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Re: Nobel snubs

May 2, 2016 | APPEARED IN VOLUME 94, ISSUE 18

After reading Stu Borman’s story on those given the cold shoulder by the Nobel Prize in Chemistry, online readers couldn’t help but name more overlooked scientists as well as pass along an idea for a future ACS national meeting symposium.

cenm.ag/fivechemists

For the use of NMR in organic chemistry alone, Jack Roberts deserves the Nobel Prize and should have been awarded it many years ago.

David Schuster via C&EN’s website

Raymond Lemieux of the University of Alberta could have been awarded the Nobel for his advances in the area of carbohydrate chemistry. He was fighting a lone battle in this area, and we now know that carbohydrates are one of the most important areas from chemistry to biology to vaccine development!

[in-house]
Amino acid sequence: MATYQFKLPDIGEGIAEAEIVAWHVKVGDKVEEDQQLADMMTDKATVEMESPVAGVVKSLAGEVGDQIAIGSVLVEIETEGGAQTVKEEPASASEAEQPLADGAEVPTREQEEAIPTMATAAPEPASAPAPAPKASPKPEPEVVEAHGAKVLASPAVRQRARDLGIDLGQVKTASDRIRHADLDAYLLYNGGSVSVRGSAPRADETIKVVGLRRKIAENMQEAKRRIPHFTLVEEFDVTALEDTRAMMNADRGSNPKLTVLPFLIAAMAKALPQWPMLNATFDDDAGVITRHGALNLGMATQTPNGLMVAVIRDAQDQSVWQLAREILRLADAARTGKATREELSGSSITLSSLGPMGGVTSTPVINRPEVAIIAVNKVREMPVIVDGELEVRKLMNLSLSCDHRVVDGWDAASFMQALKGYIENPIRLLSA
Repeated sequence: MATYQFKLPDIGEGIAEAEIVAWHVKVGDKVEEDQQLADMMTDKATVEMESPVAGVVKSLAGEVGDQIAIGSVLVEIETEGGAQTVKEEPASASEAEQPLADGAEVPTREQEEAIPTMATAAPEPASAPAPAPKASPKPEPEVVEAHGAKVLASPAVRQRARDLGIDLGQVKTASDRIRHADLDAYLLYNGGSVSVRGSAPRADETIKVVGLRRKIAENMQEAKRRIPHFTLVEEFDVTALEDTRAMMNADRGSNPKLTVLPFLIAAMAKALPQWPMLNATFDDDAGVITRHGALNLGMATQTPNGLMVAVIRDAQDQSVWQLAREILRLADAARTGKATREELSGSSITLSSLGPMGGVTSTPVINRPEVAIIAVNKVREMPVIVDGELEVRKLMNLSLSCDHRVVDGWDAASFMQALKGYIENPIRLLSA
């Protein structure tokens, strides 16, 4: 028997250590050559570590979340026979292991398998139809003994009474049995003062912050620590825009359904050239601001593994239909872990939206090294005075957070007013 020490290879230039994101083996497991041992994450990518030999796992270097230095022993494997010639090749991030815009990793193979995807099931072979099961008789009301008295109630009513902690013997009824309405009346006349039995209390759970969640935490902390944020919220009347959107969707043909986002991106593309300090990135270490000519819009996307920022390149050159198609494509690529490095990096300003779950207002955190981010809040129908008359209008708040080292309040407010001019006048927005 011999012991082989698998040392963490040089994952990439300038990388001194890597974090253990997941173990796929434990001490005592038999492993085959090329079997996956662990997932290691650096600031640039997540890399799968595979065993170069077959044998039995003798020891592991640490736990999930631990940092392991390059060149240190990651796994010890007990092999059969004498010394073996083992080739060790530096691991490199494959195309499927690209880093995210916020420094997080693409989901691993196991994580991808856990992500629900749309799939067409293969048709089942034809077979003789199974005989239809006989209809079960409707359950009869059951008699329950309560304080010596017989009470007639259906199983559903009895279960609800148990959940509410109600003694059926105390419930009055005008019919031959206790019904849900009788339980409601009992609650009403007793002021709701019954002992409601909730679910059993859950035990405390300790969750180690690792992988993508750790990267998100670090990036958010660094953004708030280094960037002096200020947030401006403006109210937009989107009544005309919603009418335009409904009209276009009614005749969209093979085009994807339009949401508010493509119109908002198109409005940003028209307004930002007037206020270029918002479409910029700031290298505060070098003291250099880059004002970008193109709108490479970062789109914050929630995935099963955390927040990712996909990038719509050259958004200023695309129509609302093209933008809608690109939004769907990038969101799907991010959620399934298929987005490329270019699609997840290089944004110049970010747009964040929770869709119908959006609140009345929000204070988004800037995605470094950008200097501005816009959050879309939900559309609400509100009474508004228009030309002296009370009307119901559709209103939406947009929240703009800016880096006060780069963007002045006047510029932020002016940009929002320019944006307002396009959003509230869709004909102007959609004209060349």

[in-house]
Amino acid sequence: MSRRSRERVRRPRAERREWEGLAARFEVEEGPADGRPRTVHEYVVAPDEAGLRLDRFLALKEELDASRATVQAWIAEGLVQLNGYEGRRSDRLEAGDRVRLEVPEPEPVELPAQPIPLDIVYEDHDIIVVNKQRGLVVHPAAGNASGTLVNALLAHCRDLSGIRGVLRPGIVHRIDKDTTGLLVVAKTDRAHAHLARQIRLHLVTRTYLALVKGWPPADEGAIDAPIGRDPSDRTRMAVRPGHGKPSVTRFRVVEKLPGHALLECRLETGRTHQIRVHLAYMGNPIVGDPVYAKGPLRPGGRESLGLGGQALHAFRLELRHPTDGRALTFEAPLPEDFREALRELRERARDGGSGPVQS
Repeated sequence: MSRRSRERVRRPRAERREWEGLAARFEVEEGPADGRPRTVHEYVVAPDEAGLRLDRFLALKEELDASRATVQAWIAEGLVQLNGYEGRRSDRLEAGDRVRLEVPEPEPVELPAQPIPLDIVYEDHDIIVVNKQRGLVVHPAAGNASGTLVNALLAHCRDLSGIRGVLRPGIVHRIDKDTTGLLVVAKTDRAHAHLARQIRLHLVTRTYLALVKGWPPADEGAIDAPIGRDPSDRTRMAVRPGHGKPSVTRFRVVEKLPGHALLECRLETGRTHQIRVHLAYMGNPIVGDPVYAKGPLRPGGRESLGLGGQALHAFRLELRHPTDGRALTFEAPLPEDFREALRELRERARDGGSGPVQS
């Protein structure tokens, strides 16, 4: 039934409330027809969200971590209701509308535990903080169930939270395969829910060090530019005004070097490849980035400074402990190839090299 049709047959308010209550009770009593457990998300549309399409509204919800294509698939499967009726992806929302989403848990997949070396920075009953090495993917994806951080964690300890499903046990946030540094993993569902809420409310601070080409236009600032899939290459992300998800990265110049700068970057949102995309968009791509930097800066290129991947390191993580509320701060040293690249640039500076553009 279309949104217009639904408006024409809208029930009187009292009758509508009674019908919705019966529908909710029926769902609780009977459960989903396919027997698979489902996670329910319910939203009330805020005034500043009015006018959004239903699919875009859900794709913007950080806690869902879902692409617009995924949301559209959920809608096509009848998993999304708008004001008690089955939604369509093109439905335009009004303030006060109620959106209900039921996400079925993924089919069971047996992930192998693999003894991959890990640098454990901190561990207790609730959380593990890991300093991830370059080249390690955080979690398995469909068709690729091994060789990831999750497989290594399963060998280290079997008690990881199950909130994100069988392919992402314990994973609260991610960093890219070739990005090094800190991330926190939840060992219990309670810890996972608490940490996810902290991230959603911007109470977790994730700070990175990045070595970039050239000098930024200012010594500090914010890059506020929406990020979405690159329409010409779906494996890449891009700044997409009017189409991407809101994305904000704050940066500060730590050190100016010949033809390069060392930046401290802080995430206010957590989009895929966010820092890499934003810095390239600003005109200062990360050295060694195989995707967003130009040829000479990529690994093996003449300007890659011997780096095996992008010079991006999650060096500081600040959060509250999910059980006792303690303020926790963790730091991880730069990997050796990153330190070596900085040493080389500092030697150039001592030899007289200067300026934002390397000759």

Shankaran. K via C&EN’s website

Very interesting theme for the History of Chemistry Division. I would (tentatively) suggest a provocative follow-up symposium on Nobel Laureates who should not have been awarded the prize.

Paul J. Karol via C&EN’s website

There is a great quote from physicist Freeman Dyson who was left out of the Nobel Prize for quantum electrodynamics, mainly because including him among the three well-deserved winners would have exceeded the limit on the number of awards for a single prize. When asked in his later years whether he resented being left out, his reply was “It is better to be asked why you did not win a Nobel Prize than to be asked why you did.”

Ronald Lawler via C&EN’s website

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Comments
Curious Wavefunction (May 3, 2016 10:00 AM)
Ronald Lawler: The Dyson quote actually comes from Jocelyn Bell Burnell who said it to him about herself. Bell's is of course one of the great Nobel Prize exclusions of all time.

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